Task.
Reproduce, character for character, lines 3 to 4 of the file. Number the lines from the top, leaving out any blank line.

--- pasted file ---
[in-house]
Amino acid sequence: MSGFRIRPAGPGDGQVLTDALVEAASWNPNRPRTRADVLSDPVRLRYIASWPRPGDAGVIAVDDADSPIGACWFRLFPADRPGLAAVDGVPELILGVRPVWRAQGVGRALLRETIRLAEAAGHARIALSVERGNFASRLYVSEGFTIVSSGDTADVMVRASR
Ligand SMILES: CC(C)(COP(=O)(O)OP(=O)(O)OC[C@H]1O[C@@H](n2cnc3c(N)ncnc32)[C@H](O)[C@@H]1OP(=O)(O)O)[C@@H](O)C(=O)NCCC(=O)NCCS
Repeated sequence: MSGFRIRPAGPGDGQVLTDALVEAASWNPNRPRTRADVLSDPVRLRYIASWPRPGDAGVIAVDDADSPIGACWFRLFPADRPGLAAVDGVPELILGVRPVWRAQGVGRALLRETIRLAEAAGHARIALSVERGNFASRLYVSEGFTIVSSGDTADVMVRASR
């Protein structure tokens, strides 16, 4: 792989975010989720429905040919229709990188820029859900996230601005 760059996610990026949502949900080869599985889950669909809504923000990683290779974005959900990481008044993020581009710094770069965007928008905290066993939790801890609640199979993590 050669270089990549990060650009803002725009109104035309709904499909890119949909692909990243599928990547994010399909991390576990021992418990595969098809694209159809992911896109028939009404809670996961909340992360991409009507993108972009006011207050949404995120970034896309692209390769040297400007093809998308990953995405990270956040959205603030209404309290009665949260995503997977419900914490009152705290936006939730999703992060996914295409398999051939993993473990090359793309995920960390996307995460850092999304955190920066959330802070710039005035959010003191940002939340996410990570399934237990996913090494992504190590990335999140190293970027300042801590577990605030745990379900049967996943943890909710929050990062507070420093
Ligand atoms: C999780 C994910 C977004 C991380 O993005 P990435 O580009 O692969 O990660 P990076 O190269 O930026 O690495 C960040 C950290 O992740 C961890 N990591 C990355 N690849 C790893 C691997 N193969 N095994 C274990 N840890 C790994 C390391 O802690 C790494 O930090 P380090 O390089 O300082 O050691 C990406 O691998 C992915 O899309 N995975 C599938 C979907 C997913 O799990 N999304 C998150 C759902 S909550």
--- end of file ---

Ligand SMILES: CC(C)(COP(=O)(O)OP(=O)(O)OC[C@H]1O[C@@H](n2cnc3c(N)ncnc32)[C@H](O)[C@@H]1OP(=O)(O)O)[C@@H](O)C(=O)NCCC(=O)NCCS
Repeated sequence: MSGFRIRPAGPGDGQVLTDALVEAASWNPNRPRTRADVLSDPVRLRYIASWPRPGDAGVIAVDDADSPIGACWFRLFPADRPGLAAVDGVPELILGVRPVWRAQGVGRALLRETIRLAEAAGHARIALSVERGNFASRLYVSEGFTIVSSGDTADVMVRASR